“[In the past], I never thought I was good enough on the court,” she says, further explaining why she’s so determined to put fun at the forefront of the game. “This year, it’s helped me to be a little bit more relaxed and enjoy whatever comes my way.”
One thing that’s come her way, is being named the captain of the Avalanche in her first year. The squad has three captains, a designation she shares with Alexa Koshman and Taylor Forster, but she is the one and only floor captain.
While her official duties include doing the opening coin toss and being the team’s representative to talk to the referee, she believes her mission goes a lot deeper than that.
“I’m very honoured and blessed that I get to fill that role on the court, but at the same time that line of tape across my number is just a reminder that I have to be 100 percent at all times for my team,” she explains. “I have to be positive and support everyone and my job is to bring everyone up and make it relaxed and fun on the court.”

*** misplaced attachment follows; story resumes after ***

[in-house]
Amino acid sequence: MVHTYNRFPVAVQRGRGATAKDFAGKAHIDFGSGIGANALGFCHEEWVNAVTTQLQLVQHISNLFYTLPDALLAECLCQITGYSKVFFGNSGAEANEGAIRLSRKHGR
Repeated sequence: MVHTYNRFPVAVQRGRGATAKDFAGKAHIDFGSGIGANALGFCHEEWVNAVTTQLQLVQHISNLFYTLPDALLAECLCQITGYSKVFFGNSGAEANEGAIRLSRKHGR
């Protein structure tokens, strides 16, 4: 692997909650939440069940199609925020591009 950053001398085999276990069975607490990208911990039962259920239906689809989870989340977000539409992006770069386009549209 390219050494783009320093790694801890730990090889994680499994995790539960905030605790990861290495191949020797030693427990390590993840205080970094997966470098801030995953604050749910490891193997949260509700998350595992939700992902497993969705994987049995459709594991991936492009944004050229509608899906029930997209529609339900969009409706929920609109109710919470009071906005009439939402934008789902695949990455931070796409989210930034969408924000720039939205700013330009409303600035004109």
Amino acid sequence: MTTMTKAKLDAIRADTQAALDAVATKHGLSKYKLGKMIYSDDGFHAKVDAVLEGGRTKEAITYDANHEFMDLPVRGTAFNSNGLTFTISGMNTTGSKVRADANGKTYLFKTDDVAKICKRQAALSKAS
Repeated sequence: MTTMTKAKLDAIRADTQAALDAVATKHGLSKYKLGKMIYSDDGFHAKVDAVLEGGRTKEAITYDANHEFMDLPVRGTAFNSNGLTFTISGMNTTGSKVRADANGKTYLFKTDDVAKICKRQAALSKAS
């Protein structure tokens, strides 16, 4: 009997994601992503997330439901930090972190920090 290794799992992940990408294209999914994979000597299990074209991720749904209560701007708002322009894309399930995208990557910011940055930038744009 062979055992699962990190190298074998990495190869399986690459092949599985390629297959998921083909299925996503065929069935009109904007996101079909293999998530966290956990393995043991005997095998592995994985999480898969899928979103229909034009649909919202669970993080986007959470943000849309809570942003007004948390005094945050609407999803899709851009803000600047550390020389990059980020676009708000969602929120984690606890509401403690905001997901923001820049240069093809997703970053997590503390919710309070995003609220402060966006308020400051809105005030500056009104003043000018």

Although Pushor has a solid grasp on what to do on the volleyball court, when it comes to her life ambitions, she is still very much a work in progress. Now in her second stint at college, she is simply trying to experience as much as she can before inevitably deciding what path to walk down.
“At [my last school], they didn’t really have very many regular courses — like Sociology — it was just like agriculture or veterinary stuff. So, here I get to choose between Psychology and those neat things I’m actually really interested in.”
“I’m trying to enjoy the experience as much as possible, but at the same time, I’m a little bit stressed because I want to find my career. I think I do want to work with people in some way and give back to the community — I’m just not sure how yet.”